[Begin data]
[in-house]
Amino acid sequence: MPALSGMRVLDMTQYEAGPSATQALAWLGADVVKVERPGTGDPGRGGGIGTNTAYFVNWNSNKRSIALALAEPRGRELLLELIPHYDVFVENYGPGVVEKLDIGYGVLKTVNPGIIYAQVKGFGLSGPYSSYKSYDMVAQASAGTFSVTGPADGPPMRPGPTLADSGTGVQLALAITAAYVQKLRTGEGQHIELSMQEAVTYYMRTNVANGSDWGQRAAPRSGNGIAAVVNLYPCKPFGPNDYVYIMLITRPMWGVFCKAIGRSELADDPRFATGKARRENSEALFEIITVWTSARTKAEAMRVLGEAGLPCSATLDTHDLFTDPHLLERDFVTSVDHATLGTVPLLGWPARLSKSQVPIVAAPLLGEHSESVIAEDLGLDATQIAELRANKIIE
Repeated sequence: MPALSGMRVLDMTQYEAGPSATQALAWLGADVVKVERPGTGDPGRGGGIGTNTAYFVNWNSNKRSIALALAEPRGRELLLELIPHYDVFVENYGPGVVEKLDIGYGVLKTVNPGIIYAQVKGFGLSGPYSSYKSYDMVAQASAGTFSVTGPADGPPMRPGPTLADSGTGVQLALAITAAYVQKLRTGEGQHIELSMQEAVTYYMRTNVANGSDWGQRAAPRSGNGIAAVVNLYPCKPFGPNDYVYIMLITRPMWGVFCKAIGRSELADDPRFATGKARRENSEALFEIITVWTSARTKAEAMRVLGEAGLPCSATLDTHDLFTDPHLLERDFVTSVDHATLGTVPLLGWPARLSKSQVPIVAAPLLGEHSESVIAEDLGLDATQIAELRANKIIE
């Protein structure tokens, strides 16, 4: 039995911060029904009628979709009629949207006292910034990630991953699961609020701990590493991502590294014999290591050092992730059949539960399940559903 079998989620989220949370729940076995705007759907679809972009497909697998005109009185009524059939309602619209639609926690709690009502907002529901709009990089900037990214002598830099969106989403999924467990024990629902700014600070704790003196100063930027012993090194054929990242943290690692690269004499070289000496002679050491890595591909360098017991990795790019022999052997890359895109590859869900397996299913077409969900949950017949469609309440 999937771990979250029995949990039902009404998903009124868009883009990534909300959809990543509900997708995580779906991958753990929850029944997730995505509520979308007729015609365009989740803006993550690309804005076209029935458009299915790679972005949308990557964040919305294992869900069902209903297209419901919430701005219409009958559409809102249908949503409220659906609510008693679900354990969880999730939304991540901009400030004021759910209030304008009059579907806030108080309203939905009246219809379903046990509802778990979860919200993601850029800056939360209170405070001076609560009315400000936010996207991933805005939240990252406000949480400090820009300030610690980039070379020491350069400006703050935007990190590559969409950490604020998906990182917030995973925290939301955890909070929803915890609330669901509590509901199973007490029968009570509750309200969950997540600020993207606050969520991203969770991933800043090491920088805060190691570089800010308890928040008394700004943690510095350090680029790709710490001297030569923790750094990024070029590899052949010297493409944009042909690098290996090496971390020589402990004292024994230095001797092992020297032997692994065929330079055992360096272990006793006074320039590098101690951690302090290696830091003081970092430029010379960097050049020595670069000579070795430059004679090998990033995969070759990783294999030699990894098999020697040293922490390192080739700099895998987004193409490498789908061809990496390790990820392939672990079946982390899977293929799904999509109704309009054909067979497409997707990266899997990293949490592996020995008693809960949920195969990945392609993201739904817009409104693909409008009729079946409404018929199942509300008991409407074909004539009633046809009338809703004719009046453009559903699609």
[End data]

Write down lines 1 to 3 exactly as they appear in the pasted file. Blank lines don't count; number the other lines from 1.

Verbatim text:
[in-house]
Amino acid sequence: MPALSGMRVLDMTQYEAGPSATQALAWLGADVVKVERPGTGDPGRGGGIGTNTAYFVNWNSNKRSIALALAEPRGRELLLELIPHYDVFVENYGPGVVEKLDIGYGVLKTVNPGIIYAQVKGFGLSGPYSSYKSYDMVAQASAGTFSVTGPADGPPMRPGPTLADSGTGVQLALAITAAYVQKLRTGEGQHIELSMQEAVTYYMRTNVANGSDWGQRAAPRSGNGIAAVVNLYPCKPFGPNDYVYIMLITRPMWGVFCKAIGRSELADDPRFATGKARRENSEALFEIITVWTSARTKAEAMRVLGEAGLPCSATLDTHDLFTDPHLLERDFVTSVDHATLGTVPLLGWPARLSKSQVPIVAAPLLGEHSESVIAEDLGLDATQIAELRANKIIE
Repeated sequence: MPALSGMRVLDMTQYEAGPSATQALAWLGADVVKVERPGTGDPGRGGGIGTNTAYFVNWNSNKRSIALALAEPRGRELLLELIPHYDVFVENYGPGVVEKLDIGYGVLKTVNPGIIYAQVKGFGLSGPYSSYKSYDMVAQASAGTFSVTGPADGPPMRPGPTLADSGTGVQLALAITAAYVQKLRTGEGQHIELSMQEAVTYYMRTNVANGSDWGQRAAPRSGNGIAAVVNLYPCKPFGPNDYVYIMLITRPMWGVFCKAIGRSELADDPRFATGKARRENSEALFEIITVWTSARTKAEAMRVLGEAGLPCSATLDTHDLFTDPHLLERDFVTSVDHATLGTVPLLGWPARLSKSQVPIVAAPLLGEHSESVIAEDLGLDATQIAELRANKIIE